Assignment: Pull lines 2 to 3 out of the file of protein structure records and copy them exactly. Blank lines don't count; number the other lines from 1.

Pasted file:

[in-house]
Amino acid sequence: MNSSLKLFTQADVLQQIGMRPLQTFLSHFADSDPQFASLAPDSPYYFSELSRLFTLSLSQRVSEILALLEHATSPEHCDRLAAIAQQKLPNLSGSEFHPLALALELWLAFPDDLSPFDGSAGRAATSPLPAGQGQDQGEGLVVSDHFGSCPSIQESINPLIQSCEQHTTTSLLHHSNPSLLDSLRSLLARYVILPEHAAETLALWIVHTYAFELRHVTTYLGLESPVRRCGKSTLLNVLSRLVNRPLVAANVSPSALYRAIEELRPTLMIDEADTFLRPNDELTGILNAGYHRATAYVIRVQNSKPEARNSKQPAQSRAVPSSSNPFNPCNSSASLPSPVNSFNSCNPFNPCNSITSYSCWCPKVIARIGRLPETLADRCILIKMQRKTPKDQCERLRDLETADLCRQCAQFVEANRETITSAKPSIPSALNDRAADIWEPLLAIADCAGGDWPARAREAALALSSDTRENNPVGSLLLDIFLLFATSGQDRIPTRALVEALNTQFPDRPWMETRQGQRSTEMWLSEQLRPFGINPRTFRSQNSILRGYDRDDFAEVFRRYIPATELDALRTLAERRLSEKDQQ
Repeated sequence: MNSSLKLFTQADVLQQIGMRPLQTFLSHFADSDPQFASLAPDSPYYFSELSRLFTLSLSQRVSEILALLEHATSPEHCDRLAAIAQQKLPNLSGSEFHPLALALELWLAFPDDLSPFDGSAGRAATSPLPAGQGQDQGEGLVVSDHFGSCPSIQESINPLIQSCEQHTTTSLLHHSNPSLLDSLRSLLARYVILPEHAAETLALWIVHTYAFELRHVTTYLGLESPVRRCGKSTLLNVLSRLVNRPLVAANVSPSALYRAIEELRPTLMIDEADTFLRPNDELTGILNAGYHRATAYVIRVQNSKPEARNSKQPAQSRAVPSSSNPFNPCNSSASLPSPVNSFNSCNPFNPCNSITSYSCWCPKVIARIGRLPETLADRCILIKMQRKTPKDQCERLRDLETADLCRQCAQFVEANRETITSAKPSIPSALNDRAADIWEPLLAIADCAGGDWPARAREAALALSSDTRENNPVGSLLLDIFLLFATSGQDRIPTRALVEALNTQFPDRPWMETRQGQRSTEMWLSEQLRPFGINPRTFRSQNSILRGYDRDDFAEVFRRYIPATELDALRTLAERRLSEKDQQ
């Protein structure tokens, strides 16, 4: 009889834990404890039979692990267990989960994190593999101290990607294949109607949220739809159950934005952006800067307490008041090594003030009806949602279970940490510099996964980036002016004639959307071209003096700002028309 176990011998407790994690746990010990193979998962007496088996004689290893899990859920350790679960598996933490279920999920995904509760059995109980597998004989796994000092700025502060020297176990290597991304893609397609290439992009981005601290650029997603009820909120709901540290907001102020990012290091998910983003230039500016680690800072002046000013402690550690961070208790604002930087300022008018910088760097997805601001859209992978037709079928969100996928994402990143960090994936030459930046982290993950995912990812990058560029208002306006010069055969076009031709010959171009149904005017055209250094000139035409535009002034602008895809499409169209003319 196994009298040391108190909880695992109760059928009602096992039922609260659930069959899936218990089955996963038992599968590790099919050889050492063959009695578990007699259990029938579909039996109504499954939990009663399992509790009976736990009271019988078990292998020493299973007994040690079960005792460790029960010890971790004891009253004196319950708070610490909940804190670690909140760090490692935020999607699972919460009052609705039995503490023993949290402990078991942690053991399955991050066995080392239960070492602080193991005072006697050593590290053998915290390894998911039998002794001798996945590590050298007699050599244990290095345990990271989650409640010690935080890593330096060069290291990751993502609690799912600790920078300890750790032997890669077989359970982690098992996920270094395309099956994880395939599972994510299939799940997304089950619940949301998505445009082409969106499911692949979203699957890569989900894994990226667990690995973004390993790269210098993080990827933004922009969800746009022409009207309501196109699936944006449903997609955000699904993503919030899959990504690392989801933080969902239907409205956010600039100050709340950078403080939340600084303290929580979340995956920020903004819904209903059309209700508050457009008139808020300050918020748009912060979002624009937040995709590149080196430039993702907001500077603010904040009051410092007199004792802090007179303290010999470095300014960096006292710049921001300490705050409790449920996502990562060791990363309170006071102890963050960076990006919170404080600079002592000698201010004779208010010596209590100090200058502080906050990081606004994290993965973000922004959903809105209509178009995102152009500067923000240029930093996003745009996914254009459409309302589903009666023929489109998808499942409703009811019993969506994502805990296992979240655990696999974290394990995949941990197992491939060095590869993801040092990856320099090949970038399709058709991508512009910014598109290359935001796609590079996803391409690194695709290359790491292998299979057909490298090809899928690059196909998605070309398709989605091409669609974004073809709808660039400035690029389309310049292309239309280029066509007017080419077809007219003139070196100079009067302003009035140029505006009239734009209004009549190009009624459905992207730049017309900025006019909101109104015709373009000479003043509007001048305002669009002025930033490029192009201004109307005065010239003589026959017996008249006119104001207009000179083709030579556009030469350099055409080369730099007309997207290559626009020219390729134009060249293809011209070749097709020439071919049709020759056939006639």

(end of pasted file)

Amino acid sequence: MNSSLKLFTQADVLQQIGMRPLQTFLSHFADSDPQFASLAPDSPYYFSELSRLFTLSLSQRVSEILALLEHATSPEHCDRLAAIAQQKLPNLSGSEFHPLALALELWLAFPDDLSPFDGSAGRAATSPLPAGQGQDQGEGLVVSDHFGSCPSIQESINPLIQSCEQHTTTSLLHHSNPSLLDSLRSLLARYVILPEHAAETLALWIVHTYAFELRHVTTYLGLESPVRRCGKSTLLNVLSRLVNRPLVAANVSPSALYRAIEELRPTLMIDEADTFLRPNDELTGILNAGYHRATAYVIRVQNSKPEARNSKQPAQSRAVPSSSNPFNPCNSSASLPSPVNSFNSCNPFNPCNSITSYSCWCPKVIARIGRLPETLADRCILIKMQRKTPKDQCERLRDLETADLCRQCAQFVEANRETITSAKPSIPSALNDRAADIWEPLLAIADCAGGDWPARAREAALALSSDTRENNPVGSLLLDIFLLFATSGQDRIPTRALVEALNTQFPDRPWMETRQGQRSTEMWLSEQLRPFGINPRTFRSQNSILRGYDRDDFAEVFRRYIPATELDALRTLAERRLSEKDQQ
Repeated sequence: MNSSLKLFTQADVLQQIGMRPLQTFLSHFADSDPQFASLAPDSPYYFSELSRLFTLSLSQRVSEILALLEHATSPEHCDRLAAIAQQKLPNLSGSEFHPLALALELWLAFPDDLSPFDGSAGRAATSPLPAGQGQDQGEGLVVSDHFGSCPSIQESINPLIQSCEQHTTTSLLHHSNPSLLDSLRSLLARYVILPEHAAETLALWIVHTYAFELRHVTTYLGLESPVRRCGKSTLLNVLSRLVNRPLVAANVSPSALYRAIEELRPTLMIDEADTFLRPNDELTGILNAGYHRATAYVIRVQNSKPEARNSKQPAQSRAVPSSSNPFNPCNSSASLPSPVNSFNSCNPFNPCNSITSYSCWCPKVIARIGRLPETLADRCILIKMQRKTPKDQCERLRDLETADLCRQCAQFVEANRETITSAKPSIPSALNDRAADIWEPLLAIADCAGGDWPARAREAALALSSDTRENNPVGSLLLDIFLLFATSGQDRIPTRALVEALNTQFPDRPWMETRQGQRSTEMWLSEQLRPFGINPRTFRSQNSILRGYDRDDFAEVFRRYIPATELDALRTLAERRLSEKDQQ